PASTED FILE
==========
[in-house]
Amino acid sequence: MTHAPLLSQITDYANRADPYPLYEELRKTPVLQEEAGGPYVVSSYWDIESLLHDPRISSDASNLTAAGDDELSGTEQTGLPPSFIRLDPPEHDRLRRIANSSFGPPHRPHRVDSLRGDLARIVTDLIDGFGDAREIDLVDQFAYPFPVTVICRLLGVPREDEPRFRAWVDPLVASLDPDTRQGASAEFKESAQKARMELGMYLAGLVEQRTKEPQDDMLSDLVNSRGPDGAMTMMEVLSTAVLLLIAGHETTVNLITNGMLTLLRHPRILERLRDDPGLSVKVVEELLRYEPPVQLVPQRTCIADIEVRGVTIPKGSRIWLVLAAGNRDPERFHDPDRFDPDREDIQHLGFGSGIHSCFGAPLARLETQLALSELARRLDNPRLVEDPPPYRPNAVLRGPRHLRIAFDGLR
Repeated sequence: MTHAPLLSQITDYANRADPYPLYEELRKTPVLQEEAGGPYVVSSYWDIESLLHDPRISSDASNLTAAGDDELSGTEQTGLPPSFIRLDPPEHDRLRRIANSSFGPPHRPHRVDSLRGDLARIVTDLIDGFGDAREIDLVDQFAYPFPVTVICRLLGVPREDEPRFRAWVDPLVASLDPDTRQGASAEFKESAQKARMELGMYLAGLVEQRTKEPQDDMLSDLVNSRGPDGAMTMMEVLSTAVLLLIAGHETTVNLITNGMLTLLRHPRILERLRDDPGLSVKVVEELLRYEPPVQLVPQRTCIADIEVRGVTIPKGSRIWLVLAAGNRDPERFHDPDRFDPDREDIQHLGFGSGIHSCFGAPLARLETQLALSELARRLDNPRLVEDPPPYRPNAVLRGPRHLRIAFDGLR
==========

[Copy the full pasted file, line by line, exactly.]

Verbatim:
[in-house]
Amino acid sequence: MTHAPLLSQITDYANRADPYPLYEELRKTPVLQEEAGGPYVVSSYWDIESLLHDPRISSDASNLTAAGDDELSGTEQTGLPPSFIRLDPPEHDRLRRIANSSFGPPHRPHRVDSLRGDLARIVTDLIDGFGDAREIDLVDQFAYPFPVTVICRLLGVPREDEPRFRAWVDPLVASLDPDTRQGASAEFKESAQKARMELGMYLAGLVEQRTKEPQDDMLSDLVNSRGPDGAMTMMEVLSTAVLLLIAGHETTVNLITNGMLTLLRHPRILERLRDDPGLSVKVVEELLRYEPPVQLVPQRTCIADIEVRGVTIPKGSRIWLVLAAGNRDPERFHDPDRFDPDREDIQHLGFGSGIHSCFGAPLARLETQLALSELARRLDNPRLVEDPPPYRPNAVLRGPRHLRIAFDGLR
Repeated sequence: MTHAPLLSQITDYANRADPYPLYEELRKTPVLQEEAGGPYVVSSYWDIESLLHDPRISSDASNLTAAGDDELSGTEQTGLPPSFIRLDPPEHDRLRRIANSSFGPPHRPHRVDSLRGDLARIVTDLIDGFGDAREIDLVDQFAYPFPVTVICRLLGVPREDEPRFRAWVDPLVASLDPDTRQGASAEFKESAQKARMELGMYLAGLVEQRTKEPQDDMLSDLVNSRGPDGAMTMMEVLSTAVLLLIAGHETTVNLITNGMLTLLRHPRILERLRDDPGLSVKVVEELLRYEPPVQLVPQRTCIADIEVRGVTIPKGSRIWLVLAAGNRDPERFHDPDRFDPDREDIQHLGFGSGIHSCFGAPLARLETQLALSELARRLDNPRLVEDPPPYRPNAVLRGPRHLRIAFDGLR